Anniversary Trouble

film no. 134

technical details:

Production G'27.

Release no. C-25.

Filmed Jan. 25 to Feb. 1, 1935. See the 'miscellaneous' section below for details.

Title sheet prepared on March 1, 1935.

Cutting continuity submitted March 11, 1935.

According to the trade publications, this film was released on January 19, 1935, making it the 134th film in the series to be released. However, the title sheet and cutting continuity dates reveal that the actual release date was probably around the time of the copyright date. Delays in the production of the three previous episodes clearly carried over to this one.

Copyrighted March 13, 1935, by Metro-Goldwyn-Mayer Pictures Corporation. Registration no. LP5411. Renewed August 1, 1962, with registration no. R299648. This copyright is currently due to expire at the end of 2030.

All-talking two-reeler.

Opening title: 'Hal Roach presents Our Gang in "Anniversary Trouble".'

King World Productions episode no. 48b, available in both colorized and original black-and-white versions.

the crew:

Produced by Hal Roach
Credited in the film as a presenter.
Directed by Gus Meins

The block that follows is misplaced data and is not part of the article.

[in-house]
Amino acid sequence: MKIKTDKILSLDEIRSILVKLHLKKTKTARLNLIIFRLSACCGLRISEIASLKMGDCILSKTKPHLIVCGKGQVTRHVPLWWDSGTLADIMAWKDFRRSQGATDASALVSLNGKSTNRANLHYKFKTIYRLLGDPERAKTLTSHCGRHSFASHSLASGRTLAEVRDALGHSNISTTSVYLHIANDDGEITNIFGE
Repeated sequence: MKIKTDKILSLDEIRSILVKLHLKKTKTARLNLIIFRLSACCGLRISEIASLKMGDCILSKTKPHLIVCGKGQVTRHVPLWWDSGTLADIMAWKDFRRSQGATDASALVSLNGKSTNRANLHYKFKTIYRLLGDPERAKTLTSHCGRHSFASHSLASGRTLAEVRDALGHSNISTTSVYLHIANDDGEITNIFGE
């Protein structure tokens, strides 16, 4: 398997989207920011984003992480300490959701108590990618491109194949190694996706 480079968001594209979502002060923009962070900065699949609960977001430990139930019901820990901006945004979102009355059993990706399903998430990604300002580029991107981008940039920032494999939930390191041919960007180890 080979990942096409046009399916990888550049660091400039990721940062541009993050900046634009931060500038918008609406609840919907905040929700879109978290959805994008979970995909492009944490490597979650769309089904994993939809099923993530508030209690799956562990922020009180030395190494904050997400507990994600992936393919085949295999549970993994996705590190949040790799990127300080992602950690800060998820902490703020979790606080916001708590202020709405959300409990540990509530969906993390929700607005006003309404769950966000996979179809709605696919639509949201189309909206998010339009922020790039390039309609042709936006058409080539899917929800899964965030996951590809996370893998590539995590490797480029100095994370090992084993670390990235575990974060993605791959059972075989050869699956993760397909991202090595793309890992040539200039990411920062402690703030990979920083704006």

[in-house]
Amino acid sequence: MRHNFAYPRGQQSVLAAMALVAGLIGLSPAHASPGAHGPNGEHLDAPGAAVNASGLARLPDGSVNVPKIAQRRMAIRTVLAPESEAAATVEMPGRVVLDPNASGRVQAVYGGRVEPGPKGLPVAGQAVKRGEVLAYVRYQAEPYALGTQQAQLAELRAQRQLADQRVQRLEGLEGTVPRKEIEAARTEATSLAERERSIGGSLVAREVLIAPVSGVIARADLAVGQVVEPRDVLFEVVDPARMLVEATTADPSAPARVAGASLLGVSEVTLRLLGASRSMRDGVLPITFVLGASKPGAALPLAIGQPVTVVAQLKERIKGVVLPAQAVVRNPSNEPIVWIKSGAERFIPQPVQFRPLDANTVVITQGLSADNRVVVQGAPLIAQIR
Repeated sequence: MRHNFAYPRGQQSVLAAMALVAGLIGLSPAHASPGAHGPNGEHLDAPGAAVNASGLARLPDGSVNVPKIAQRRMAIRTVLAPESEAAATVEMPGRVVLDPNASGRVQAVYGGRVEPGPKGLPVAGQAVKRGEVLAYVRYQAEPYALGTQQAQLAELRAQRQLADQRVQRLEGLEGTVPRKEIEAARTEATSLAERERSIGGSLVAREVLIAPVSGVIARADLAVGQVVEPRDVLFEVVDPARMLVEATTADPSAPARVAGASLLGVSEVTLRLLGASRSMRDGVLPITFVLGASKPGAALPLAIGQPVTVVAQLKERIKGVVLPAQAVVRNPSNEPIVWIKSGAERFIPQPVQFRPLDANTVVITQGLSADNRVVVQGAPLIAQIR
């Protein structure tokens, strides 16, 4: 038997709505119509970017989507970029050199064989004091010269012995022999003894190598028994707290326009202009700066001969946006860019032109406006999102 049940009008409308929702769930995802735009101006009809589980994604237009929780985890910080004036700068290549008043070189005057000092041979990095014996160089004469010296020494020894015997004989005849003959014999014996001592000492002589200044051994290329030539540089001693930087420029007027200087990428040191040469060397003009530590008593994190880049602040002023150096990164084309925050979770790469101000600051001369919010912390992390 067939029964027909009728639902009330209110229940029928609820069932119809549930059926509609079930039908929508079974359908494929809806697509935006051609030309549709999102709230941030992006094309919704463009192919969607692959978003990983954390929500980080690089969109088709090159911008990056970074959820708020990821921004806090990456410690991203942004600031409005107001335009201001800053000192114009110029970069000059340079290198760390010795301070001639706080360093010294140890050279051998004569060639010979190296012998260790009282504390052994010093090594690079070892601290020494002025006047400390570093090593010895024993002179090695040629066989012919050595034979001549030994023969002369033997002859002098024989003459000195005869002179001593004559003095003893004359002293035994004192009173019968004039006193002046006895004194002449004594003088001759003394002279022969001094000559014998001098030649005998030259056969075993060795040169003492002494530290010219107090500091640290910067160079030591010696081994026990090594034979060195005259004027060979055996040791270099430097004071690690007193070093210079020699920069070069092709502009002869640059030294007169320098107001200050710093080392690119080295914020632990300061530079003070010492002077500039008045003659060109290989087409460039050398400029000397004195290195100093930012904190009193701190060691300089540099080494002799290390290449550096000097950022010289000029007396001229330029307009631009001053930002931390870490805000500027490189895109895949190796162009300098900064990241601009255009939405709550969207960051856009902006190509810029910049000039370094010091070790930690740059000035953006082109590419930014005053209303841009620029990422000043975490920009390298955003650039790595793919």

This credit appears in the film.
Photography: Francis Corby, A. S. C.
This credit appears in the film.
Film Editor: Bert Jordan
This credit appears in the film.
Recording Engineer: James Greene
This credit appears in the film.
Assistant Director: Gordon Douglas
This credit is revealed in a photograph in Maltin & Bann's book.
Animal trainer: Tony Campanaro
He trained the current Pete.
Released by Metro-Goldwyn-Mayer
Indicated in the opening title card.
Passed by the National Board of Review
As indicated in the film.
Western Electric System
As indicated in the film.
Approved by the Motion Picture Producers & Distributors of America
Certificate no. 631.
The emblem of the National Recovery Administration isn't seen in these prints, but I suspect it was originally, since the end title looks like it's been cropped in much the same way as other films from this period.
studio personnel
general manager - Henry Ginsberg
assistant general manager - L. A. French
secretary-treasurer - C. H. Roach
assistant secretary - Mat O'Brien
publicity and advertising - Fred Purner
film editor and sound department - Elmer Raguse
construction supervisor - C. E. Christensen
laboratory superintendent - Charles Levin
process department - Roy Seawright
musical director - Marvin Hatley